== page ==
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Monday, November 19, 2012

Lamb Rogan Josh


Some may regard Rogan Josh as the epitome of Indian Lamb curries.  You would be hard bent not to find it as a regular offering at your local Indian takeaway or restaurant menu.  It is the Butter Chicken of lamb dishes, for the Western world anyway!  Obviously due to its popularity, the dish has gone through countless iterations and ingredients can vary slightly, depending on who you speak to. The origins of the dish are notably from Persia and it was introduced to the Mogul kings in the Kashmir region of India.  Persian influenced dishes are favourably sweeter that the usual hot curries conjured up in the sub-continent's many kitchens.  Unlike many other dishes that get their sweetness from dried fruits and ultimately - the addition of sugar, Rogan Josh lends its sweet notes from the aromatic spices in its list of ingredients.  The name of the dish translates loosely to describe something "cooked in oil under intense heat".  I feel this is actually more of a misnomer than an explanation, as I am pretty sure most Indian curries are cooked in oil and under heat.  Nevertheless, the name has stuck and is firmly imprinted onto palates worldwide, none more so than an old colleague of mine who practically kept the local Indian takeaway in business by his frequent ordering of this dish repeatedly.  I promised him about a year ago I would get him a good recipe for Rogan Josh, so I hope it's not to late and he still reads my blog.  Here is my version of Rogan Josh or better named Sweet and Spicy Lamb - Nah! Doesn't have the same ring to it!   
Ingredients
1.2kg x Lamb, with bone, cut into rough chunks
1 tsp x Green Cardamom
2 pods x Black Cardamom
1 tsp x Black Peppercorns
1 tsp x Fennel Seeds
1 tsp x Cinnamon powder
3 whole x Dried Kashmiri Chillies (substitute 2 tsp x paprika)
2 tbsp x Ghee 
2 x Bay Leaves
2 pods x Black Cardamom
1 stick x Cinnamon
4 x Onions, finely chopped
4 cloves x Garlic, crushed
1 inch piece x Ginger, grated
2 tsp x Garam Masala
2 tsp x Sweet Paprika
1 tbsp x Salt
1 cup x Natural Yoghurt, extra half cup if required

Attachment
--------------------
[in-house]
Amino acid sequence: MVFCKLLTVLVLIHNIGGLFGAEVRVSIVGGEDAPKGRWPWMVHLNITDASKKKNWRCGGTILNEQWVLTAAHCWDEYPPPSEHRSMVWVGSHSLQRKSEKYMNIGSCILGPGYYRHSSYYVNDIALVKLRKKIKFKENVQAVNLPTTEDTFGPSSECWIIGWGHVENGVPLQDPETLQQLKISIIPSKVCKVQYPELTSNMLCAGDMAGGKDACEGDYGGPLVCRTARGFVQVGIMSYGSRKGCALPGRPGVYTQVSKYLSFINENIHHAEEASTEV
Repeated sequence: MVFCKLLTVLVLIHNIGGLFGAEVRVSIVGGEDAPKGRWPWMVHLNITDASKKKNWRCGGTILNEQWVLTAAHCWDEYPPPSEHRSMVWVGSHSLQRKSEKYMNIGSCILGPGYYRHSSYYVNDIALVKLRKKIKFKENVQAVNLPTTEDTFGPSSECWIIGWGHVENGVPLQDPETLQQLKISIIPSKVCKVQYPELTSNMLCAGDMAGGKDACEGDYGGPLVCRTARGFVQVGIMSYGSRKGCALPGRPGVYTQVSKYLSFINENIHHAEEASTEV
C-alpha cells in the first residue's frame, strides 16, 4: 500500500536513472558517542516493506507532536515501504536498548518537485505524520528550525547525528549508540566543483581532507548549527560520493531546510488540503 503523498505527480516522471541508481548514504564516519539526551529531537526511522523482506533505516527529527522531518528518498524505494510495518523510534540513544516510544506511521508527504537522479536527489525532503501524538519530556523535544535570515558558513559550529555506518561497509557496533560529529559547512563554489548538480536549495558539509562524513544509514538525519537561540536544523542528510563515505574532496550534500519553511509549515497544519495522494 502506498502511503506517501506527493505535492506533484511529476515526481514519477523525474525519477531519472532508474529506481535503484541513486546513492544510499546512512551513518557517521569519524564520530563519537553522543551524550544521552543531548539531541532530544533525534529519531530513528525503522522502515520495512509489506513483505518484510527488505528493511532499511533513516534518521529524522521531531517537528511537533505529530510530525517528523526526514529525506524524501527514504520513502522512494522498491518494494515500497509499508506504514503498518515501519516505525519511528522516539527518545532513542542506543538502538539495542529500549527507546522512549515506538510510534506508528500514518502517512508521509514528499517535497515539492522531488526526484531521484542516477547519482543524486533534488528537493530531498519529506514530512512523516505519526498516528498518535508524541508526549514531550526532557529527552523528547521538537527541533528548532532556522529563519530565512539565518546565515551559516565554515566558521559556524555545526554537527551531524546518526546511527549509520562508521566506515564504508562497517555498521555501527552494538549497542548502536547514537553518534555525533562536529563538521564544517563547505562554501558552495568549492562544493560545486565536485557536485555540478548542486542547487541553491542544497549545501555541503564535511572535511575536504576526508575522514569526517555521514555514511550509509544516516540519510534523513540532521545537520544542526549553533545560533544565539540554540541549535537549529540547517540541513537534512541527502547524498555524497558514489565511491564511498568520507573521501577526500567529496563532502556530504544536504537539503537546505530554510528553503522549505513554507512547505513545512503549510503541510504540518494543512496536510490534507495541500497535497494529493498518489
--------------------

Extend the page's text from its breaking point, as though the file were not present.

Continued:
1 cup x Water
1 bunch, Coriander leaves
Directions
Combine the seeds of the green and black cardamom with the peppercorns, fennel seed, cinnamon, and dry chillies in a spice grinder or mortar and pestle
Grind to a fine powder and rub over the lamb pieces, allow to stand for at least an hour

In a wide frypan or wok heat the ghee then add the bay leaf, cardamom and cinnamon, fry for 30 seconds
Add the onions and fry, stirring frequently, until they are dark and caramelised - do not burn!

Add the garlic and ginger and fry for another 2 minutes then add the paprika and salt
If the mixture starts to dry add a little water to retain a little moisture as you fry
Place the lamb into the wok, folding the curry mixture through it 
Pour in the yoghurt a little at a time, incorporating it gradually

Add a little water if required to just cover the lamb, stir to combine then bring to the boil

This is now the time to transfer the lamb and spices to a heavy pot to slow cook it in

Turn heat down and simmer covered for 1 hour and 15 minutes, stirring frequently to prevent the bottom catching

In the final 5 minutes of cooking add the coriander leaves and stir through.
Serve with piping hot naan bread or a bed of basmati rice. 

"As mentioned before there are a probably hundred ways to make Rogan Josh and who's to know the correct one - possibly a native!  This recipe follows the traditional spice and yoghurt ingredients typical of Persian cuisine.  Some variations include tomatoes and tomato paste which gives the dish a different taste again due to the acidity.  I have also come across a recipe which does not use onions and this impacts the overall sweetness."   





1 comment:

Adam Thompson said...

Just checked back in here for the first time in a while and found this. Looks amazing! Will be making this weekend. I'll let you know how it goes. Still getting the Rogan J nearly every time I'm in the office ;)